4. Internal/ontological interactivity: In this category the user is internal to the narrative, and has the ability to control their own fate by making decisions according to the laws of time and space of the virtual world. If the Holodeck of the Star Trek universe was ever to be implemented, this is the category under which it would fall. This category is actually quite broad, however, as the series of Choose-Your-Own-Adventure books that were popular a few years back is also an example of this type of interactivity. Reading these books, the user flips through the first-person text to follow a branching-type narrative, and ultimately governs the path that they will take through the different narrative possibilities. A good example of this type of interactivity that is popular today is the Massive Multi-Player Online Game (MMOG), where thousands of players interact over the internet in a shared virtual world. Players are actual characters (represented by avatars) who travel around and explore the fictional realm, and who can either choose to follow the inherent storyline established by the game creators, or diverge from this and create their own set of goals and activities, thereby creating a completely generative narrative. In one MMOG, a group of players got together and instead of following the established game quests, decided to create their own club (actually called a guild) with no other purpose than to socialize with each other. For these people, the narrative experience emerged from their own interactions and relationships.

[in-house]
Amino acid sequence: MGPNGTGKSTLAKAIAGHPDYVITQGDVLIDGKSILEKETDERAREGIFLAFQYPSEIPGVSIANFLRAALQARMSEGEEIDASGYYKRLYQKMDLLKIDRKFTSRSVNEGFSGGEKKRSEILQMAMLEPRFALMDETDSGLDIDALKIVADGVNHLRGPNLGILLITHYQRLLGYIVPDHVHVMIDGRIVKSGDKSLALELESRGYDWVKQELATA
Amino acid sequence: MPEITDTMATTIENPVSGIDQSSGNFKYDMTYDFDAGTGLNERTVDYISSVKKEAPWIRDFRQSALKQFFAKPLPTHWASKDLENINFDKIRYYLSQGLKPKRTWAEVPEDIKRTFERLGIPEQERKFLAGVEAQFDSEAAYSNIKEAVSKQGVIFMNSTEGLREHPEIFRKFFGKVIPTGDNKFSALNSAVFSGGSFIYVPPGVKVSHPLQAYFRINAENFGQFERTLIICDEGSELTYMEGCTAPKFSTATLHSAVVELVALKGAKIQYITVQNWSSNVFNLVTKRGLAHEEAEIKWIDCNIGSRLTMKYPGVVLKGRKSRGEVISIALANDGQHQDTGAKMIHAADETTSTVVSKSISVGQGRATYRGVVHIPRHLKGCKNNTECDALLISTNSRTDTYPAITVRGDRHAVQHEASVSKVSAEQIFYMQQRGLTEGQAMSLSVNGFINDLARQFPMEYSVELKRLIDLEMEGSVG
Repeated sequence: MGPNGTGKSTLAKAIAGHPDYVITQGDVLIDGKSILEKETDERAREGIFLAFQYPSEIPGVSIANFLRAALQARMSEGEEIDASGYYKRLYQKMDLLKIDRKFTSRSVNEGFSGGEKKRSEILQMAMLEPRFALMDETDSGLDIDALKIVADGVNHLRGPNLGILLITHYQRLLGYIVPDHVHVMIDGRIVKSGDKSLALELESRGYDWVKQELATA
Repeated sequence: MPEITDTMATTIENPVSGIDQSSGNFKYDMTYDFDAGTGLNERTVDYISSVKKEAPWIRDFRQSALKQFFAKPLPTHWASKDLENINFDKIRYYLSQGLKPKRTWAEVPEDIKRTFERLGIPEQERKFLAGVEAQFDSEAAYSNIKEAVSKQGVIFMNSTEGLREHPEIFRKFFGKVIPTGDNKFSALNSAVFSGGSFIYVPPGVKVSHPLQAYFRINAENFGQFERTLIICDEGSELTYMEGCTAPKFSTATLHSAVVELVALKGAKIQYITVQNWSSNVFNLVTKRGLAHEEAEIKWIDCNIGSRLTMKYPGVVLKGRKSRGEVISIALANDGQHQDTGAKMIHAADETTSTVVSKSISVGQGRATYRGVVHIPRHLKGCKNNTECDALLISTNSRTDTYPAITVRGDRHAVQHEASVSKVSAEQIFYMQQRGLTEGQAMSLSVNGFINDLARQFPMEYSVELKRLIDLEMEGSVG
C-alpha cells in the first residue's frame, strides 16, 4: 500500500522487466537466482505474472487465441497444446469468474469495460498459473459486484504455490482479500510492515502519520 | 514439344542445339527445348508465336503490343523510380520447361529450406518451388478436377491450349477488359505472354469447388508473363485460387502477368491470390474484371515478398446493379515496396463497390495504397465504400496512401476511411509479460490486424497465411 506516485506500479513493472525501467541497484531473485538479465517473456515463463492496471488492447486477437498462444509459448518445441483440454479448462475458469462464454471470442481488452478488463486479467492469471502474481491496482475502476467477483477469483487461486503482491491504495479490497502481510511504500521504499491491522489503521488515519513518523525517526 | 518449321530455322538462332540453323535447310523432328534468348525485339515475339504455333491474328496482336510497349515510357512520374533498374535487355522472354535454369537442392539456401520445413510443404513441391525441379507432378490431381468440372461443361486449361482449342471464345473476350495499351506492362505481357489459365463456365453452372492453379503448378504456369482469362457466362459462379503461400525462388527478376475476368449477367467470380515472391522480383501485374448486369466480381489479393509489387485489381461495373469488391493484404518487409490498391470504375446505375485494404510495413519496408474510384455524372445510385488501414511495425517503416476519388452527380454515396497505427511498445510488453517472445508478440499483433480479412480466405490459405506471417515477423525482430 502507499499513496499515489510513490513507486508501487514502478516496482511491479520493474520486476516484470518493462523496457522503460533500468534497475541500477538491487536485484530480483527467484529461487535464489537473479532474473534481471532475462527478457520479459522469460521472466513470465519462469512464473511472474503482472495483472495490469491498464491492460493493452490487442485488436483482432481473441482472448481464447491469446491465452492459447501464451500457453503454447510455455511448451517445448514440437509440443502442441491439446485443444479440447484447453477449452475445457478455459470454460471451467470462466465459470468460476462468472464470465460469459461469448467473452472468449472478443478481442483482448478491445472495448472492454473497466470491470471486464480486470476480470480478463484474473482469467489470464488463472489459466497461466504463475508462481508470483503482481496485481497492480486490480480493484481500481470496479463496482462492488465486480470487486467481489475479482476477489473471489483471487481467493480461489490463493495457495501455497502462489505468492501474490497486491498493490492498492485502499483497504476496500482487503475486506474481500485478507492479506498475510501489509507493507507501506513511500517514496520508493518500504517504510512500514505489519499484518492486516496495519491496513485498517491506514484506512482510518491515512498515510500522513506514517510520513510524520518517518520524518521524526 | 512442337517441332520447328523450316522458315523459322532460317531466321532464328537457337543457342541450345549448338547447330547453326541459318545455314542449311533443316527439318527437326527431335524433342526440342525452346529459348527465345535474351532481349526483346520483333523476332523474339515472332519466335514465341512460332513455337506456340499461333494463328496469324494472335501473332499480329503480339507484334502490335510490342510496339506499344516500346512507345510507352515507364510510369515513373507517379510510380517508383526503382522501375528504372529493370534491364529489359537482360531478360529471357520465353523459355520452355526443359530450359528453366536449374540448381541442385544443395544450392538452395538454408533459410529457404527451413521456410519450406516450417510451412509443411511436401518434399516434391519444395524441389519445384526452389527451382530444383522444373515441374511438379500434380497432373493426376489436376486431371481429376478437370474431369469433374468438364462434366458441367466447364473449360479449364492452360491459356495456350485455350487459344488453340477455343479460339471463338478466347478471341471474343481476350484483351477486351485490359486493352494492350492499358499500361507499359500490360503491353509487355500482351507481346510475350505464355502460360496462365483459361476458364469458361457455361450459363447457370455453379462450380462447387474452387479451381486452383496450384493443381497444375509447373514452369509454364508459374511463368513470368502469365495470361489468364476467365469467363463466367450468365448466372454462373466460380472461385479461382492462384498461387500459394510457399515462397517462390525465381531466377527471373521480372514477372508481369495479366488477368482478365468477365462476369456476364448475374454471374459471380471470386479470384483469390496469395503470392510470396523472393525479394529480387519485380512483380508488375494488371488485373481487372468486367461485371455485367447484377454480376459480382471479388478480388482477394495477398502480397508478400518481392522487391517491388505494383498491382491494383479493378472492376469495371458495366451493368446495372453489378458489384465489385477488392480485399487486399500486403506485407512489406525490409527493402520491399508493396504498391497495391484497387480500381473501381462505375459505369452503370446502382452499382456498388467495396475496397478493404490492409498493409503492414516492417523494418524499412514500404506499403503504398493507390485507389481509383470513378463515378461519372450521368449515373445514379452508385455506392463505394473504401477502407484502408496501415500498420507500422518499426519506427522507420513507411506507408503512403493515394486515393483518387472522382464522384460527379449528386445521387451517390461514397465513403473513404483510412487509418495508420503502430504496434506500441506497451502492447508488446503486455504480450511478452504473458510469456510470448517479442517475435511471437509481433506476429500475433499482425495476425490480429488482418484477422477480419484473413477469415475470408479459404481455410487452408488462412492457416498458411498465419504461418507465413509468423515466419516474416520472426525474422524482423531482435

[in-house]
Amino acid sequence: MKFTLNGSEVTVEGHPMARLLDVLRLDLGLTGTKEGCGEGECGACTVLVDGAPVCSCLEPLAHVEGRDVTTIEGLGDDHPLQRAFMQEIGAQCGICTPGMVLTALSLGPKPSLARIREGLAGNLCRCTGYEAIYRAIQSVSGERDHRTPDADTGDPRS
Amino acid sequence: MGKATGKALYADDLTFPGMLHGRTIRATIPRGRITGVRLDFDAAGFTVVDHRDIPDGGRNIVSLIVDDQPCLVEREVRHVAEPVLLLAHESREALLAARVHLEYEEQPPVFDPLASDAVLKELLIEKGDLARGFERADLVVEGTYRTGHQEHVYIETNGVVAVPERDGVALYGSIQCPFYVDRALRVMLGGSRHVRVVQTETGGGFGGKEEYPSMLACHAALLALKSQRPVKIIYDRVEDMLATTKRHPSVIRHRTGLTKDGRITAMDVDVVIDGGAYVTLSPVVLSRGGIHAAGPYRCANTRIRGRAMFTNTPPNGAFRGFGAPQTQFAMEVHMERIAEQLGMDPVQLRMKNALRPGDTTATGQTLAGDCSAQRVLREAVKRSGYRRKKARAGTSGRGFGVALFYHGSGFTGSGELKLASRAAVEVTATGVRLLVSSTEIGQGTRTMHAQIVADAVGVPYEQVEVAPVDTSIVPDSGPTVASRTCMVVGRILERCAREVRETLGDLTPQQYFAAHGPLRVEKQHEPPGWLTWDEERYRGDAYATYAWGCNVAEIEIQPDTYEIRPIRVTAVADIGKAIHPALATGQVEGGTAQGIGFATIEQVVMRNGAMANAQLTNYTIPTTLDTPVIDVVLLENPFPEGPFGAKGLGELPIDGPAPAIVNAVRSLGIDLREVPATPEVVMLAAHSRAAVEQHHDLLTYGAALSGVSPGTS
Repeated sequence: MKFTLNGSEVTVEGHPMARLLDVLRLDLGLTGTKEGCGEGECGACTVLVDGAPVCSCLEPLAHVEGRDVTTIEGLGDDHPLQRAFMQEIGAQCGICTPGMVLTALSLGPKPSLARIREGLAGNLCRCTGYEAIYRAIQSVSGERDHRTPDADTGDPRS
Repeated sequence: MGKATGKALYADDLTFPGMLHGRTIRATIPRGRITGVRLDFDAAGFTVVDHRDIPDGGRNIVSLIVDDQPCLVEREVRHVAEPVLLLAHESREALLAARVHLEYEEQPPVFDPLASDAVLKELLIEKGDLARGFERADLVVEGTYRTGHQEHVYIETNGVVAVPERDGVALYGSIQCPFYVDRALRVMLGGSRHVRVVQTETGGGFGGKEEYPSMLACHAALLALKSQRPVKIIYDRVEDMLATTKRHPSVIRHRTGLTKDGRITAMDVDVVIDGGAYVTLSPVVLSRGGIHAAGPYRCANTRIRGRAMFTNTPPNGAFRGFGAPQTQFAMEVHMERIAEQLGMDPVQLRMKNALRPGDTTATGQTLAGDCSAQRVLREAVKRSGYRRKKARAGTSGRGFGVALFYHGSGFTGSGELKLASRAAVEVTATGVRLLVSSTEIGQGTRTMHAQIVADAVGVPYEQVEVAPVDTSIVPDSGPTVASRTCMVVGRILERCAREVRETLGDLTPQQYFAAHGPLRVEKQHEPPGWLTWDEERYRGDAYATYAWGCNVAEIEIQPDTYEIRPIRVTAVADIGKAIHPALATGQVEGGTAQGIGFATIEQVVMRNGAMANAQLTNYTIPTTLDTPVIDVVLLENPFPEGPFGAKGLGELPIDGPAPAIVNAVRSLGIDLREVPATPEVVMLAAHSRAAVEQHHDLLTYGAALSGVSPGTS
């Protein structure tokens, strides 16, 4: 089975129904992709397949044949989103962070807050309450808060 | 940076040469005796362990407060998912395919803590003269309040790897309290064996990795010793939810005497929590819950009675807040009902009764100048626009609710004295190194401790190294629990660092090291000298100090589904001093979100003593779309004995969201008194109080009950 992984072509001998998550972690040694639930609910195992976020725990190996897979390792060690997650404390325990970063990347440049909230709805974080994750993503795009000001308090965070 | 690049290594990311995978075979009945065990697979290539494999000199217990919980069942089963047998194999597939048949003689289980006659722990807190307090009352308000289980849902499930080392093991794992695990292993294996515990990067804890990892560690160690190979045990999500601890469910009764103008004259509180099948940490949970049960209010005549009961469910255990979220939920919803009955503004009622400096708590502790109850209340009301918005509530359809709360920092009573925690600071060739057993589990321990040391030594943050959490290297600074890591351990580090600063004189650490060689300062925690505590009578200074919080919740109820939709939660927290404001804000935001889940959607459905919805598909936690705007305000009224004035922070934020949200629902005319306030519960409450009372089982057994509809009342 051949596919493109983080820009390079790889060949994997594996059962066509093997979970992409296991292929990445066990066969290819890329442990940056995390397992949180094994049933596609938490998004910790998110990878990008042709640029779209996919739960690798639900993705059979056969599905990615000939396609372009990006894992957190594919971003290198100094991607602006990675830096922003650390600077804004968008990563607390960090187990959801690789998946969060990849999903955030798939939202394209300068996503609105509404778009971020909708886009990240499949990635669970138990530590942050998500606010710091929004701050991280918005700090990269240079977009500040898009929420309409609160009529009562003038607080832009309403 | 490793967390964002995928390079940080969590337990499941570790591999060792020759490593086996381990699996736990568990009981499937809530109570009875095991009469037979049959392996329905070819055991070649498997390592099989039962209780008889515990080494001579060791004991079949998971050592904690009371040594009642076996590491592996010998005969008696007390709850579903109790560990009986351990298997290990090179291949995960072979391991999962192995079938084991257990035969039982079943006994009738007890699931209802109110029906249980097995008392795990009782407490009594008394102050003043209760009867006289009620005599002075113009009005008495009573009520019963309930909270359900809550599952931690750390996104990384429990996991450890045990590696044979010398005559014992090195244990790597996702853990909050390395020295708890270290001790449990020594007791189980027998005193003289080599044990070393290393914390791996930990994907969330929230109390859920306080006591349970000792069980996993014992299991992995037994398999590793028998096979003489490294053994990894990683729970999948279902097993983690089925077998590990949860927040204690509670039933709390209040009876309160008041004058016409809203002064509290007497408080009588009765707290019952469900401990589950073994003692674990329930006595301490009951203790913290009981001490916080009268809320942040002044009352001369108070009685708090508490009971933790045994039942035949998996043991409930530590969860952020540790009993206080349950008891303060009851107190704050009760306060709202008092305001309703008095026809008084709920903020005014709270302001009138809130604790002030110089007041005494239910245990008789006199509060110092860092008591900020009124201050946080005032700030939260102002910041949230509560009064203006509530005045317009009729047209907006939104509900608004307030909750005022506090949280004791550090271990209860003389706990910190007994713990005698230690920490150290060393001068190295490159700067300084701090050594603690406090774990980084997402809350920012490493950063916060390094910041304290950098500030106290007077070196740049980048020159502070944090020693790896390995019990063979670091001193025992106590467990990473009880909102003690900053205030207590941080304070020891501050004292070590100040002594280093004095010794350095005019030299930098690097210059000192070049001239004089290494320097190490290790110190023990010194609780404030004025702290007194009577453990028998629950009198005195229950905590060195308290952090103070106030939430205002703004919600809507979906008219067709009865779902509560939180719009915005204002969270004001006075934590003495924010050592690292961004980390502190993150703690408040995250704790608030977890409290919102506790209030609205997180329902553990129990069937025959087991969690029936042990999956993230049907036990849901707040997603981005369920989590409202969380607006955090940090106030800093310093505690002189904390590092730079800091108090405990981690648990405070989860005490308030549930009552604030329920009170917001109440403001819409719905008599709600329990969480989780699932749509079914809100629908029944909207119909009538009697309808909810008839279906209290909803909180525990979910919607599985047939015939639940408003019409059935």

I believe that Ryan’s four categories of interactivity are very useful, although I do have a problem with her treatment of ontological interactivity. According to Ryan’s framework, a branching-type narrative that has a fixed, and often quite limited, number of possible paths can be in the same category as the Holodeck model, where the experience is completely generated through user interaction, and there are no fixed traversals through the narrative content. For this reason I believe that ontological interactivity needs to be broken down ever further, into embedded ontological interactivity and emergent ontological interactivity (borrowing from Eric Zimmerman’s terms). Under this framework a Choose-Your-Own-Adventure book would be an example of internal/embedded ontological interactivity, and a Massive Multi-Player Online Game would be an example of internal/emergent ontological interactivity. An example of external/emergent ontological interactivity would be games like the Sims, SimCity, and any other god-game that has a virtually unlimited number of possible narrative paths.

 

References:

Manovich, Lev. “The Language of New Media.” Cambridge, Mass.: MIT Press. 2001.

Ryan, Marie-Laure. “Beyond Myth and Metaphor: The case of narrative in digital media.” International journal of computer game research. Issue 1, July 2001.

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Adrian

Adrian, or AJ, is the founder and Director of Technology of Pop Digital. He has spoken at tech conferences around the world, and published numerous articles about Agile methodologies, UX design, Information Architecture, and Web Development.